It still makes me giddy thinking about it. Me, an Olympus Visionary. Well, actually "Trailblazer" to be more specific.
I've always loved my Olympus cameras. It's the only brand I've ever shot with. I started with the OM1n back in the 70s. A young, skinny teenager who would spend hours hiking through the country side where I grew up, carefully composing a shot. Only when I thought it was perfect would I press the shutter. Every 'click' cost me money so composition was key. Years later I looked through the thousands of slides I'd taken and only a few were really any good. But I did learn a lot about photography.
Fast forward to 2001. During the previous 15 years I'd hardly picked up the camera. Teaching career, family, home renos - these were my priorities and I consumed them wholeheartedly. My children didn't want to hang out with dad all the time, my career was on track and I needed a hobby again. I decided to invest in a new-fangled digital camera. My Olympus had never let me down, so I thought I'd give it another go. I purchased the small Camedia 3040z at a cost of $1200 for a whole 3.2 megapixels. Yikes! (I can't believe I spent that much!)
Alright let's speed this reminiscing up a bit...
I then upgraded to my first DSLR - the E-500 (great camera - really loved it), then the E-510 (which I eventually gave to my dad) and the E-30. All of these models were at least one step below the company's 'professional' cameras, but that was okay. I wasn't a professional. And I really liked the image quality of each of them.
So, how do you get noticed by a major camera manufacturer? Believe me, I wasn't trying to get noticed. I just liked to post my work online. In 2009 I started posting on the Canadian Geographic site and in 2011 I started on 500px.com. In 2012 I received my first request from Olympus asking if they could post some of my photos on their Facebook page. They had seen my work on 500px. I was honoured, but didn't think much about it. Those requests occurred two more times and each time I was pleased to be asked.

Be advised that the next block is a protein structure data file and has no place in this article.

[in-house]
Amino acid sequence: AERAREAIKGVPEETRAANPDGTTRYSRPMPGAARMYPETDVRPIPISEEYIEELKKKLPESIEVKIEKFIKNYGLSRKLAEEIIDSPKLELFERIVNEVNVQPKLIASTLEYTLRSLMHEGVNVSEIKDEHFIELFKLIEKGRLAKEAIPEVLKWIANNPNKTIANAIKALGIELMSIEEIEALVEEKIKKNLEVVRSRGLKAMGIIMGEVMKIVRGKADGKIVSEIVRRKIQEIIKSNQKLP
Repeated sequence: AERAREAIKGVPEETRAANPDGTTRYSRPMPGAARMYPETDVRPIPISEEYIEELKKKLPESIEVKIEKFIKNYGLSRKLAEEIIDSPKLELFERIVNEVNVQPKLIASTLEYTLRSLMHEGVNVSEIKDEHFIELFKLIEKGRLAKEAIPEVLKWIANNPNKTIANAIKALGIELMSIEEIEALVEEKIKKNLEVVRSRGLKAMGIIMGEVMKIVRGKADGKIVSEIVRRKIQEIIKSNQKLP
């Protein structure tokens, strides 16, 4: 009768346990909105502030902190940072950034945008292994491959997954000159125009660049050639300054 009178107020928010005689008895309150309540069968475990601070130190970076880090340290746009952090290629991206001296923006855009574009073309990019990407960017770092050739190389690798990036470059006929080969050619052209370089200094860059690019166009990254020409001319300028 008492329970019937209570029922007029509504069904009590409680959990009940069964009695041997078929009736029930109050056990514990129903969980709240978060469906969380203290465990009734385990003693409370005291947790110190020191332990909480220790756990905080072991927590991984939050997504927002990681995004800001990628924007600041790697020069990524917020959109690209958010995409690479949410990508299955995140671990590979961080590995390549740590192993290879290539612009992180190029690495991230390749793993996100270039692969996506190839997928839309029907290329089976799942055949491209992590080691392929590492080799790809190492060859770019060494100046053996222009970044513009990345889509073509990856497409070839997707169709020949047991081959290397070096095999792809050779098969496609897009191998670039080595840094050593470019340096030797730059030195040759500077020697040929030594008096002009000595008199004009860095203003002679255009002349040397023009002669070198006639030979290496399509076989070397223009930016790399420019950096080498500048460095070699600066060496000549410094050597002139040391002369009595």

Then came the big phone call. In March of this year I received a request for an interview. I had just had a small interview for a photography magazine in the UK so I assumed it would be something like that - "Tell us about your photography." "Why do you shoot Olympus?", etc. The interview was nothing like that.
"Hi Peter. We've been following your work for several months now and we like what we see. Have you heard of the Visionary Program?"
...and the rest, as they say, is history.
This blog post is set up for the Cambrian College Spring Photography course. Students will be downloading images and using the pixlr.com website to edit their photos.
Select the file "Exposure 1" and download it onto your desktop. You will be opening it up in the pixlr.com photo editor and working on improving the exposure.
Repeat the process using the image below.
post-processing: Hue & saturation
Most cameras can accurately reproduce colours depending on the settings. At times you will want to adjust the hue or saturation in an image. Download and open the following image and use the Hue and Saturation adjustment to experiment with the colour.
Post-Processing: Black and white
Even in the age of colour, black and white photos have a timeless elegance to them. Converting colour images to black and white is easy, but there are a few tricks that can help make your monochrome shots really stand out.
You will be downloading the images below and converting them to black and white shots.
Peter Baumgarten is a professional photographer and educator. He is also an Olympus Visionary and NiSi Official Photographer.